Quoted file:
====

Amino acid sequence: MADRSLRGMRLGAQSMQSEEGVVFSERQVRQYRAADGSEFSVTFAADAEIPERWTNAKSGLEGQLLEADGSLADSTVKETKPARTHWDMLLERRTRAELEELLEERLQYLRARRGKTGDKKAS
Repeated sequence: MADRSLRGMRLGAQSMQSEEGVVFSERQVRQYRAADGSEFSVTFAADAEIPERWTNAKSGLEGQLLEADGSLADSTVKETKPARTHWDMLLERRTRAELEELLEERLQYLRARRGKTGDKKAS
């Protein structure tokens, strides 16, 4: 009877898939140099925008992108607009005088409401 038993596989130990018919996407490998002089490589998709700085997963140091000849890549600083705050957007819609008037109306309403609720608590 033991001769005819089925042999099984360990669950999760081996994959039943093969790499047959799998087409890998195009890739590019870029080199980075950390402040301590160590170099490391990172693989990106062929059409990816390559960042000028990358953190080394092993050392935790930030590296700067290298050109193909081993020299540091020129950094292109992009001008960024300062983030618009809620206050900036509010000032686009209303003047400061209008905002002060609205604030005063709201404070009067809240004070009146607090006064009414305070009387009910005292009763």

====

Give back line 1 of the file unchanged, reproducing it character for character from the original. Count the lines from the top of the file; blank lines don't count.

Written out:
Amino acid sequence: MADRSLRGMRLGAQSMQSEEGVVFSERQVRQYRAADGSEFSVTFAADAEIPERWTNAKSGLEGQLLEADGSLADSTVKETKPARTHWDMLLERRTRAELEELLEERLQYLRARRGKTGDKKAS